To reduce shift times, the gear wheels from second and third are separate from one another and the shifting sleeves actuated by independent shifting rods. The shifting action can run virtually in parallel; as one shifting rod disengages one gear, the second rod can engage the next gear. The movements partially overlap, and the physical distances involved in shifting are reduced compared to a conventional system. Shifting time reduction compared to the Lamborghini Gallardo’s e-gear transmission is said to be some 40%.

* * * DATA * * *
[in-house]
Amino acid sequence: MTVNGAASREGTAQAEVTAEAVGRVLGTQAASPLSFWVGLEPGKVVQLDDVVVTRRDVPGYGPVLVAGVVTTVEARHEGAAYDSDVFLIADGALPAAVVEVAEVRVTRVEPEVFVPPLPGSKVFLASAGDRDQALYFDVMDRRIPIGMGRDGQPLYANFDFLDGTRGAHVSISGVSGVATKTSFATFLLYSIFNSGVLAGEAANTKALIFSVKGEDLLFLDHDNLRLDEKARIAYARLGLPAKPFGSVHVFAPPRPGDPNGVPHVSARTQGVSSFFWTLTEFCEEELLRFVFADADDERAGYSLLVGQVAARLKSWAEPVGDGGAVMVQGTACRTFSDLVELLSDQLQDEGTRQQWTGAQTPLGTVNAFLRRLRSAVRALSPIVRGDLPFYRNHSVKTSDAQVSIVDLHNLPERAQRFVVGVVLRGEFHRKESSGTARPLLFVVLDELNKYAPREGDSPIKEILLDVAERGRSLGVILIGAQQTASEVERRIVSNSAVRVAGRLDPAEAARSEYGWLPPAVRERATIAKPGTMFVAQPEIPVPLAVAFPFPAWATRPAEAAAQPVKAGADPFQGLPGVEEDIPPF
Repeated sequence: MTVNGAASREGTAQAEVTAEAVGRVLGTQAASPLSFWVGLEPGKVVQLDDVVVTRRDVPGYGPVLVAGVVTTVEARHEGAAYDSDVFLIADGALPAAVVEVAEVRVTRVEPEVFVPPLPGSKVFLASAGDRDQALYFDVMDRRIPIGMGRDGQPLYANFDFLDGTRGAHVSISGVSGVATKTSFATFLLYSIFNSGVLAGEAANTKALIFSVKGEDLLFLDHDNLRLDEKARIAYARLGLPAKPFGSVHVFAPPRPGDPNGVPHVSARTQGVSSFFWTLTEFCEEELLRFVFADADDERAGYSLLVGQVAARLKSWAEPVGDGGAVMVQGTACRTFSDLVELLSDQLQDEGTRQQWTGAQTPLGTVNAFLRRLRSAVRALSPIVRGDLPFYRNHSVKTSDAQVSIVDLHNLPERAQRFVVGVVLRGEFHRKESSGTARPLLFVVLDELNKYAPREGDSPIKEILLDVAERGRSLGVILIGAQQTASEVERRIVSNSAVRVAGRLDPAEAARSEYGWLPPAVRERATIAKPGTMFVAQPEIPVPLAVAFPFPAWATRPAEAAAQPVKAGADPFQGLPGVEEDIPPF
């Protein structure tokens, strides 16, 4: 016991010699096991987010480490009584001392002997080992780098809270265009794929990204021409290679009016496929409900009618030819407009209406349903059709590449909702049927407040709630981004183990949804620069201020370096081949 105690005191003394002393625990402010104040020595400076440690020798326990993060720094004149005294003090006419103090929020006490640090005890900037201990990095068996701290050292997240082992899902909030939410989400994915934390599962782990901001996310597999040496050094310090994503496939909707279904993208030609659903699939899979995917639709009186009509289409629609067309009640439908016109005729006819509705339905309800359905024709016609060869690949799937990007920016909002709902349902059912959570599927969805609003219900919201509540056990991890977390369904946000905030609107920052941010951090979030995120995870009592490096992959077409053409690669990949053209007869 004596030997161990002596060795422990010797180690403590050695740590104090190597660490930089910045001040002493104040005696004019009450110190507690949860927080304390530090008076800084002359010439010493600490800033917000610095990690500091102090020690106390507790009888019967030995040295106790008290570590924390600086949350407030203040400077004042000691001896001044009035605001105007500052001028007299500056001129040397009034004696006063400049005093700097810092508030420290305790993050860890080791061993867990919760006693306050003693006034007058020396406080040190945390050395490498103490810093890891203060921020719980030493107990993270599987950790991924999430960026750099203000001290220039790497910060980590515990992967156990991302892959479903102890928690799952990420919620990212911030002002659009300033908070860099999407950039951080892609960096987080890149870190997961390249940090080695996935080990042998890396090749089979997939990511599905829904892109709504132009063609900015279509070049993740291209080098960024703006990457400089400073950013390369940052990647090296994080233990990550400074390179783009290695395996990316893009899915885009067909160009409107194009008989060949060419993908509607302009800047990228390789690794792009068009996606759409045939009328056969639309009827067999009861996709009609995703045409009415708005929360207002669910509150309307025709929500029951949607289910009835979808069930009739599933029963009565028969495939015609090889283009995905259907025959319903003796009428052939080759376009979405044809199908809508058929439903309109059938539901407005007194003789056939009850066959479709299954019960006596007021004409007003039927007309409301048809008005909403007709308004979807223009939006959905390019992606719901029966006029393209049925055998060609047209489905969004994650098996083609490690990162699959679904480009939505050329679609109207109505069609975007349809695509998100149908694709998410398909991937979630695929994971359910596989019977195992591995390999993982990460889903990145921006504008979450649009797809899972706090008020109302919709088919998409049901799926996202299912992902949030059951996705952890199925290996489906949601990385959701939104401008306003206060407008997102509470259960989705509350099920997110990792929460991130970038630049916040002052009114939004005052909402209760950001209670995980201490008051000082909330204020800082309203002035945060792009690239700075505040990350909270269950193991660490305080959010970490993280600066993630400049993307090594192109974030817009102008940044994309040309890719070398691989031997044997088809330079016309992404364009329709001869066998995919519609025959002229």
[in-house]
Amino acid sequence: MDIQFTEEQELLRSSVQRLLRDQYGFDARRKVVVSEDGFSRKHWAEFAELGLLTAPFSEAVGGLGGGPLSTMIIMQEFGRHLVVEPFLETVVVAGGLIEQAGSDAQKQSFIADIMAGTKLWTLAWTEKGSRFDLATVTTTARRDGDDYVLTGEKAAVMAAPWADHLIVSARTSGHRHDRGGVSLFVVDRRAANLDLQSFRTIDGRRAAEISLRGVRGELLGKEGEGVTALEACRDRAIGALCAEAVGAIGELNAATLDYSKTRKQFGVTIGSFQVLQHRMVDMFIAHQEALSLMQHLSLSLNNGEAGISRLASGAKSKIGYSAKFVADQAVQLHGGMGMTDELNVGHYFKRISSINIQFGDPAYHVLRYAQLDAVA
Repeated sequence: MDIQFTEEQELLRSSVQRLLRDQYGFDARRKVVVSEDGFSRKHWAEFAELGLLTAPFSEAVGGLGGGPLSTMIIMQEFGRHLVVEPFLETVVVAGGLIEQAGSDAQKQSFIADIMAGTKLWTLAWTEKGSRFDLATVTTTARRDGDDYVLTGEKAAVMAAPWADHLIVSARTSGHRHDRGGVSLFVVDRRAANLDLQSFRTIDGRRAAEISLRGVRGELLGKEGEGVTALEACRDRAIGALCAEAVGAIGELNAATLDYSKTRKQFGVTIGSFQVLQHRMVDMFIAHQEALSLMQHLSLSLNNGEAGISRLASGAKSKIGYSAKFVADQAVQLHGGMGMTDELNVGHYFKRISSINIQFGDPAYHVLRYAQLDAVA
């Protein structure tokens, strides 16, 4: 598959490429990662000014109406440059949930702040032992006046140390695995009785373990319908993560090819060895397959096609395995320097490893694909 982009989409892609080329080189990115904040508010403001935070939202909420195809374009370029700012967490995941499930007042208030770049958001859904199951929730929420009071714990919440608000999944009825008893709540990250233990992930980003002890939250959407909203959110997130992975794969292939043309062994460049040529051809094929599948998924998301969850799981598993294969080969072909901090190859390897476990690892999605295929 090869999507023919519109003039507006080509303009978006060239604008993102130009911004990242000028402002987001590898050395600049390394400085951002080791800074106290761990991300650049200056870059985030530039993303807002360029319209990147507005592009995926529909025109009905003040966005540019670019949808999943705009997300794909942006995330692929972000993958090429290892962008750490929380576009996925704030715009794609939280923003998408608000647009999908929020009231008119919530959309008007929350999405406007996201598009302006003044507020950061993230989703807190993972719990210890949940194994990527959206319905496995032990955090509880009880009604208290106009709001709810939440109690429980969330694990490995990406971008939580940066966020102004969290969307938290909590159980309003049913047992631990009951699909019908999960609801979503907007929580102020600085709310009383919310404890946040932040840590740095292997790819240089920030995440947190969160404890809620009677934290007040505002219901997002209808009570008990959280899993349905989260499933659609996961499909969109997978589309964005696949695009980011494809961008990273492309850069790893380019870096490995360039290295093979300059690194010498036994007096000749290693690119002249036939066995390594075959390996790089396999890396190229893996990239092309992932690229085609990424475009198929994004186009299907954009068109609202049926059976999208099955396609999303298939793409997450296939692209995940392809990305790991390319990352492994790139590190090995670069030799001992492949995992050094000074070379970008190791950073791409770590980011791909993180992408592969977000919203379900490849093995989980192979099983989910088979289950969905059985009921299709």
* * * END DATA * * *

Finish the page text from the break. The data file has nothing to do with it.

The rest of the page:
The ISR has four shifting rods allied to position sensors. Its synchronizing rings are of carbon fiber. The Aventador is all-wheel drive and is built on a wheelbase of 2700 mm (106.3 in); overall length is 4780 mm (188.2 in), height is 1136 mm (44.7 in), and width, excluding mirrors, is 2030 mm (79.9 in).

Other significant technology on the new Lamborghini includes the use of spring and damper pushrod suspension developed from F1 applications. The car also has aluminum double wishbones and ceramic brakes.

Five-spoke alloy wheels are fitted with Pirelli P Zero tires incorporating pressure monitoring. Safety systems include six airbags.